A Prophet - Tahar Rahim interview
- Kaleem Aftab
- 20 January 2010
Previously unknown French actor Tahar Rahim is about to become the darling of European cinema following his gritty lead performance in A Prophet. He tells Kaleem Aftab about playing a killer
Tahar Rahim looks like a rabbit caught in the headlights. We are on a hotel roof overlooking the sea at Cannes and Jacques Audiard’s A Prophet has just had its world premiere. In 150 exhilarating minutes, the 28 year-old has gone from unknown to the toast of the town with his turn as a 19-year-old Muslim convict who uses guile and courage to become the top dog in prison.
Dressed in a suit, the actor looks uncomfortable as he tries to deal with all the attention. Young, beautiful and talented, it’s little wonder everyone wants a piece of the man, born in Belfort, near the Franco-German border, who has produced one of the great movie debut performances in recent years.
Audiard has a habit of getting the best out of his actors; Matthieu Kassovitz, Vincent Cassel and Romain Duris have all flourished under him, so naturally Rahim was excited when the director started calling. ‘Jacques came to a projection of a TV series that I did called La Commune and he said hello and gave me the scenario of A Prophet. I was ecstatic as he was my favourite director. I was then asked to come to an audition, a process which lasted for three months.’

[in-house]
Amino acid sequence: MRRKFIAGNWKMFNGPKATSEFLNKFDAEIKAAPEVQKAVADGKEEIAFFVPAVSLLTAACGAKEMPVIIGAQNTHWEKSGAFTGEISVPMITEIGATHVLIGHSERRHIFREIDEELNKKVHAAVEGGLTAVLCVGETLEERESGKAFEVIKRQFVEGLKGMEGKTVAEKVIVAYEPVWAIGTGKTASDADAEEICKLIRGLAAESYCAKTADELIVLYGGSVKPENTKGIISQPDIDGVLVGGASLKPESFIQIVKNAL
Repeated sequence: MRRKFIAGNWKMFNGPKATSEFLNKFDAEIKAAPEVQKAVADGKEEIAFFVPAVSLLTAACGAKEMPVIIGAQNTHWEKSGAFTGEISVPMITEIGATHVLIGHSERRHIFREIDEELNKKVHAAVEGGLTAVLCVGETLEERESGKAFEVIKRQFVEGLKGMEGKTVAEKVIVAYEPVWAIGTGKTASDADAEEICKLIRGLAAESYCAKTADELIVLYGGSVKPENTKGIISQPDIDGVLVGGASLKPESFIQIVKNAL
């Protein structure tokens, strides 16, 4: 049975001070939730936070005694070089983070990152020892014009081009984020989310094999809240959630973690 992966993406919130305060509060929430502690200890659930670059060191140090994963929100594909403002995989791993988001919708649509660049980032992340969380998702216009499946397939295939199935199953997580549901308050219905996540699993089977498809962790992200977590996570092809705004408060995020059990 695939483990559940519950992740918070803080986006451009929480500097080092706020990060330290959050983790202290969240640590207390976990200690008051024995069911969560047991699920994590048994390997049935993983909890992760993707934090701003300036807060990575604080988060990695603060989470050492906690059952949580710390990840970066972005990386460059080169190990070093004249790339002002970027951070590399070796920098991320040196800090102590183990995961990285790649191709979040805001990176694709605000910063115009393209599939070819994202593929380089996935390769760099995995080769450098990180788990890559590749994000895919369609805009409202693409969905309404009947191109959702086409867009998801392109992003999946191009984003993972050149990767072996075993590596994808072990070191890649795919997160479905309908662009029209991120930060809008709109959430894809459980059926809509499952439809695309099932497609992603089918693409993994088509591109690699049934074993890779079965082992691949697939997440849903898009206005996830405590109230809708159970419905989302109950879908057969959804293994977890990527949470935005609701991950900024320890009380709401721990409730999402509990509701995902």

The biggest problem for the son of North African immigrants was getting into character, ‘Malik is nothing like me,’ he says. ‘Except perhaps the desire to create something, to not have a meaningless existence and have independence. It’s very hard to play him because I had no reference point. There was a method that we had in school where we’d substitute something from our own life and that wasn’t possible when you want to work out what it feels like to kill someone.’
Whatever his secret was, it worked. Unsurprisingly Rahim has been inundated with offers since Cannes. Hoping to follow in the footsteps of other Audiard collaborators, he’s looking to carve out his niche with his next role as the Gaelic-speaking Seal Prince in Kevin McDonald’s Roman epic Eagle of the Ninth.